Scale
Mean Std. Dev.
Work Style D 4.43 2.72
Work Style I 4.57 2.10
Work Style S 6.35 2.82
Work Style C 4.92 2.11
Basic Style D 8.01 3.27
Basic Style I 3.57 2.44
Basic Style S 4.46 2.07
Basic Style C 5.79 2.36

Reliability

Reliability is a measure of the internal consistency of an instrument or assessment. Reliability on an identical set of data varies because of a wide array of choices for specific formulas to apply to that data. Reliability is a common statistic, and one that should always be considered when evaluating instruments of any type. Realize also that reliability is rather easy to obtain, if care is taken in the design of an instrument. Additionally, reliability of any instrument can be easily increased simply by increasing the number of items in the instrument. There are several measures of reliability, and some will be explained briefly below.

Test-Retest Reliability

This is a measure of the consistency of scores within the same population when re-tested with the identical instrument. With academic tests, this may yield a higher score on a re-test because of learning additional content from the test. When this type of statistic is applied, it is important to know the time differential between the two administrations of the instruments. With a self-report instrument, such as DISCStyles™ the statistic is less corrupted by subsequent administrations of the instrument because it is a self-report inventory. That said, remember that all self-report instruments are subject to the respondent's level of honesty, integrity, and insight.

Alternate-Form Reliability

When the subject takes two similar forms (but not identical forms), of the instrument, this is alternate-form reliability. Like test-retest methods, the time delay from first to second administration should be posted along with the statistics. Similar situations apply to this method as with the test-retest methods.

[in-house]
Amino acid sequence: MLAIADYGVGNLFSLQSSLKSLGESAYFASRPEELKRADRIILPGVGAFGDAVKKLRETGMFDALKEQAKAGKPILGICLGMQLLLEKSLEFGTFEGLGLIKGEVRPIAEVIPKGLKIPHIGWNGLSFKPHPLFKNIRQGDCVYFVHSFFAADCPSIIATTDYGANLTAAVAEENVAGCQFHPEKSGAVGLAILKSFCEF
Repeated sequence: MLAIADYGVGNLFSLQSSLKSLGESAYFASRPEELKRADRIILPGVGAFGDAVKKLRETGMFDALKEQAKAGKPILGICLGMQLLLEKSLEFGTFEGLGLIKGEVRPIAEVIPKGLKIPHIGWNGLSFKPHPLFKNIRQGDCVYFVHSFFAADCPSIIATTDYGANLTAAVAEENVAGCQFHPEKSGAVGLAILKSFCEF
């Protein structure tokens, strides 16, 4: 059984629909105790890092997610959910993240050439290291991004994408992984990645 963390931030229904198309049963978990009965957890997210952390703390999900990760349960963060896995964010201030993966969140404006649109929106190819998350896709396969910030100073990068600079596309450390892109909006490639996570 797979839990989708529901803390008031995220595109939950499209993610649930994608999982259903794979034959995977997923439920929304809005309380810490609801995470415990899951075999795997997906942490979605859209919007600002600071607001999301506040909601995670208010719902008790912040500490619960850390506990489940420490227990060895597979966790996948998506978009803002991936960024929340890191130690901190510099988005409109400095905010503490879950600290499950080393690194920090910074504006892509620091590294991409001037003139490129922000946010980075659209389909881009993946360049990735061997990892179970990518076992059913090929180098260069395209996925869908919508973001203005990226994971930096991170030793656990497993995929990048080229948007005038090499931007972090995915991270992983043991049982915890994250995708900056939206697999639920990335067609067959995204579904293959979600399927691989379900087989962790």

Split-Half Reliability

This method involves only one administration of an instrument, and then 'splits' the instrument in half by using odd numbered items as one set of scores, and even numbered items as the second set of scores, then correlates the two sets of variables. The advantage of this method is that subjects take only one instrument, and it removes the passage of time as an extraneous variable.

Kuder-Richardson Reliability

Like the split-half technique, this method also uses only one administration of the instrument. It measures the consistency of all items on an instrument calculating the mean of all split-half coefficients based on a variety of splittings of an instrument.

Spearman-Brown Reliability

This method employs a formula that doubles the number of items in an instrument, as a result this method of determining reliability usually yields higher reliability coefficients. As a result, critics of this method say that it artificially raises the reliability of an instrument.

Correlations

The purpose of a correlation is to display the level or correspondence or co-relationship between two variables. An item or trait correlated against itself yields a perfect correlation of 1.0, that's as high as the scale goes. A completely opposite correlation yields a coefficient of -1.0, and that's a perfect inverse or negative correlation. Scores that have no co-relationship at all, show a correlation coefficient at or near zero. That is, all correlations follow a spectrum of scores beginning at +1.0, passing through zero, and ending at -1.0. The closer a correlation is to zero, the lower the correlation. The more a correlation coefficient moves away from zero, in either direction, the stronger the correlation becomes. The more a correlation coefficient approaches +1.0 or -1.0, the stronger the correlation becomes. The reader should note that there is no agreed-upon table in the world of statistics that 'grades' a correlation as weak or strong in absolute, definitive terms. As a result, specific commentary by a field of researchers may vary with regard to what they consider to be 'strong' or 'weak' correlations.